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  • Writer's pictureAbby Maleport

#1 Question I get asked regarding lymphatic drainage massage

After many years of performing manual lymphatic drainage massage it is clear that the number one thing folks want to know is: Where does the fluid go? To answer that question, lets start with the basic anatomy and function of the lymphatic system.

Becoming a certified lymphedema therapist entails over 100 hours of study and training in which you learn an in depth view of the lymphatic system and its structure as well as the direction of flow and how to facilitate change. In this training you learn that our lymphatic system is a huge structure, in which I would dare to say is larger than our circulatory system. It contains a superficial system that is web-like and runs everywhere our skin runs and contains initial lymph collectors. As well as a deeper system that contains larger vessels and trunks that eventually all lead back to our circulatory system via the subclavian vein, which lies just behind our collarbone. As we move our bodies and stimulate our lymphatic system the lymph fluid and waste travels through our lymphatic system until it eventually hooks up with the circulatory system where it is no longer called lymph fluid, but is now a component of our blood. This fluid than follows the path of the circulatory system where it is filtered through our heart, liver, kidneys and bladder until we expel it out as urine.

After a lymphatic drainage massage I always tell my clients that they will likely have to pee more! But that is the whole point right?! We want to get rid of the extra fluid and cellular debris from our bodies! And how do we do that, we pee it out. The urine itself might be a different color or may have a different odor, but this is all normal as we are detoxing our bodies.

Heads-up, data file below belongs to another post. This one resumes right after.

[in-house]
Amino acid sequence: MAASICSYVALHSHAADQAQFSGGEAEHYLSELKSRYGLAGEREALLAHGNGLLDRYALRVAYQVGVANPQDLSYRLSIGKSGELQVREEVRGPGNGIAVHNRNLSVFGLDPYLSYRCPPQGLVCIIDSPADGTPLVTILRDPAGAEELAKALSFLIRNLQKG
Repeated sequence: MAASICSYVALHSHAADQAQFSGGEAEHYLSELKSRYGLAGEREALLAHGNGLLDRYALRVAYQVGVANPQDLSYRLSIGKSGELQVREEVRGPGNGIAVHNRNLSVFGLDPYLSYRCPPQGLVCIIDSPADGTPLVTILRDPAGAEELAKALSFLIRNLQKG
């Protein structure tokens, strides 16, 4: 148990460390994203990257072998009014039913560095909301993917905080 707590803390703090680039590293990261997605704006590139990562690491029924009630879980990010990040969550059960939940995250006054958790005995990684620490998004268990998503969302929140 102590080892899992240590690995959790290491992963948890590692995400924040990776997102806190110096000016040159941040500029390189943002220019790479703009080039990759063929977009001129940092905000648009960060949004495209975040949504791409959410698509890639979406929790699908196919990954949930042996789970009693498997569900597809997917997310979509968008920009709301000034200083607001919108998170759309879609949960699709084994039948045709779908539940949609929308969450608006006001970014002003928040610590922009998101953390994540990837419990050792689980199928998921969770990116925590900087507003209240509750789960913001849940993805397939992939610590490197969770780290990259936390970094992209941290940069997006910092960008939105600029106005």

When it comes to cosmetic surgery I have seen and heard of awful reports of massage therapists providing manual lymphatic drainage by opening the incisions and squeezing out the extra fluid out through this opening. THIS IS NOT LYMPHATIC DRAINAGE and this is certainly not safe and something I don't agree with. Not only is it wrong, but it is dangerous, painful and such a huge infection risk. If someone is contemplating manual lymphatic drainage, it is not a painful technique. In fact it is quite the opposite. It is gentle, slow and rhythmic. Most of my clients fall asleep on the table.

I encourage you to do your research prior to scheduling a lymphatic drainage massage and make sure that the individual has advanced training in the lymphatic system. Whether that person is a certified lymphedema therapist or has taken advanced continuing education courses. Please ask the questions to ensure you get the best experience. Every massage therapist can market that they know and perform lymphatic massage, however what is taught in massage school is not necessarily the best technique.

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